Negotiation Currencies of ExchangePosted on 12/01/2006 in Sales Negotiation Skills
Successful negotiators differentiate themselves from average negotiators in several ways, starting with how they plan and prepare for a negotiation. This newsletter is the third in a three-part series on the planning process followed by the most successful negotiators.
Negotiation Planning Process
Four interrelated steps constitute the planning process followed by successful negotiators:
Step 1: Identifying and ranking their critical needs and issues
Step 2: Asking questions to identify the other side’s critical needs/issues
Step 3: Planning their Settlement Range
Step 4:Creativity on Currencies and Concessions
STAR's October and November newsletters focused on the first three steps of the negotiation planning process. Please visit our website to view previous STAR Tips and Tools on our Blog.
Currencies of Exchange
Exchange, or "give and take," is the essence of negotiation. A key step is to explore for and exchange currencies that will satisfy the needs of both sides. Currencies are tangible or intangible resources that the receiving party values. When assessing the potential value of a currency, keep in mind that currencies tend to have value in proportion to how well they satisfy the needs of the other party.
The best possible outcome is to identify currencies that are perceived to have high value to one party yet are of little or no cost to the other party. In general, the greater the number of currencies, the greater the chance of reaching a win/win agreement. Let’s discuss the relationship between prime currency, alternative currencies, and elegant currencies.
Tips and Guidelines on "Currencies of Exchange”
- Prime Currency, in most business negotiations, is money. Average negotiators focus exclusively or primarily on money, and consequently their negotiations tend to become haggling. Don't be average! Use alternative and elegant currencies instead.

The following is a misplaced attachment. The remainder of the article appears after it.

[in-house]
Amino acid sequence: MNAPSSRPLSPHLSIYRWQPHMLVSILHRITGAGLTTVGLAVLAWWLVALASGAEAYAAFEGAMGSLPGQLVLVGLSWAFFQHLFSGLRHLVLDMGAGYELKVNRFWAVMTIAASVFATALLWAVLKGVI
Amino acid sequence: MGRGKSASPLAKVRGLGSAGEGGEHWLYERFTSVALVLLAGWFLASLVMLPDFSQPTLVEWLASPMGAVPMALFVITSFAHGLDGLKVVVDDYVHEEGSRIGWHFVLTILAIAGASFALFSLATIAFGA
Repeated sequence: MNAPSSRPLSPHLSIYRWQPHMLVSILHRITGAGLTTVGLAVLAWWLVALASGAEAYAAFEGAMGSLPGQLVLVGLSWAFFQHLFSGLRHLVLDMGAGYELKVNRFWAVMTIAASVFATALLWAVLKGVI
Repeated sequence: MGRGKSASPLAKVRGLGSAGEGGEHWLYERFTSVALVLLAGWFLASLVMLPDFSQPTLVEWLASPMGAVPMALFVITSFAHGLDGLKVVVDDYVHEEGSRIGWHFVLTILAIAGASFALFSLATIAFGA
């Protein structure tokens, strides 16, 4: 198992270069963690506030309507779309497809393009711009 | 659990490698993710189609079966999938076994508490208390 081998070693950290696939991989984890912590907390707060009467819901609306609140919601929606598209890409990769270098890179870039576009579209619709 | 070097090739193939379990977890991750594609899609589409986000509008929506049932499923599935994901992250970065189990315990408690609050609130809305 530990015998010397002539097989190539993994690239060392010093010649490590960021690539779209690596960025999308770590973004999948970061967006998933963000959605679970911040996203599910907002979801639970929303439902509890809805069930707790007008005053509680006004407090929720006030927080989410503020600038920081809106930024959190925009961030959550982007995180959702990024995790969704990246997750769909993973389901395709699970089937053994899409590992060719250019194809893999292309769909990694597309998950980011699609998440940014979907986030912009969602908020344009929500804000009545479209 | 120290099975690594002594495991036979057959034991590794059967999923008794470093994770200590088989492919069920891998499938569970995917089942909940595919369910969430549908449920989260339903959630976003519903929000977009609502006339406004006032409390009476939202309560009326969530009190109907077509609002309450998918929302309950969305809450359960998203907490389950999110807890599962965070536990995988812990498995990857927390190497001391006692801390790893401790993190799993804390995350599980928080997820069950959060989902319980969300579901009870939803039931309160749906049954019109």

- Alternative Currencies are anything, other than money, that has value to the other side, or to you. The best negotiators are creative, and differentiate themselves by their creativity in introducing currencies other than price. A simple example, "I can't go any lower on price, but I'd be willing to ....extend the warranty, provide 24/7 technical service, serve as a test site for your other clients, etc." You will set yourself apart by offering options and alternatives, so an essential part of the planning process is to brainstorm as many options or alternative currencies as possible.
- The best case is to introduce Elegant Currencies, which are alternative currencies that have high value to the receiving party, and low cost (or no cost) to the giver. During our negotiation workshop, we facilitate a brainstorm discussion to identify the most relevant elegant currencies for your organization or industry.
Giving and Getting Concessions is a Critical Skill
A concession is giving up all or part of a currency. Concessions are part of every negotiation. After all, negotiation is "give and take." The most common mistake made by average negotiators is to concede too much, too soon. Don't be average! Improve your ability to give and get concessions by following these guidelines:
- Always get something in return. This is the most important guideline. Average negotiators tend to make unilateral concessions. Successful negotiators make concessions, but get something in return. One interesting observation: many studies on negotiation have shown that, paradoxically, the other side feels worse if you simply make a concession without getting anything in return. It makes them feel as if they could have asked for more.
- Use elegant currencies whenever possible. Recall that an elegant currency has high value to the giver, and is low cost to the giver. The negotiation is more likely to reach a win/win agreement when you introduce and offer one or more elegant currencies.
- Finally, here is a subtle tip that many experienced negotiators fail to use. Watch your pattern of concessions - the preference is to make a series of smaller and smaller concessions. That way, you create the impression with the other person that you are approaching your limit.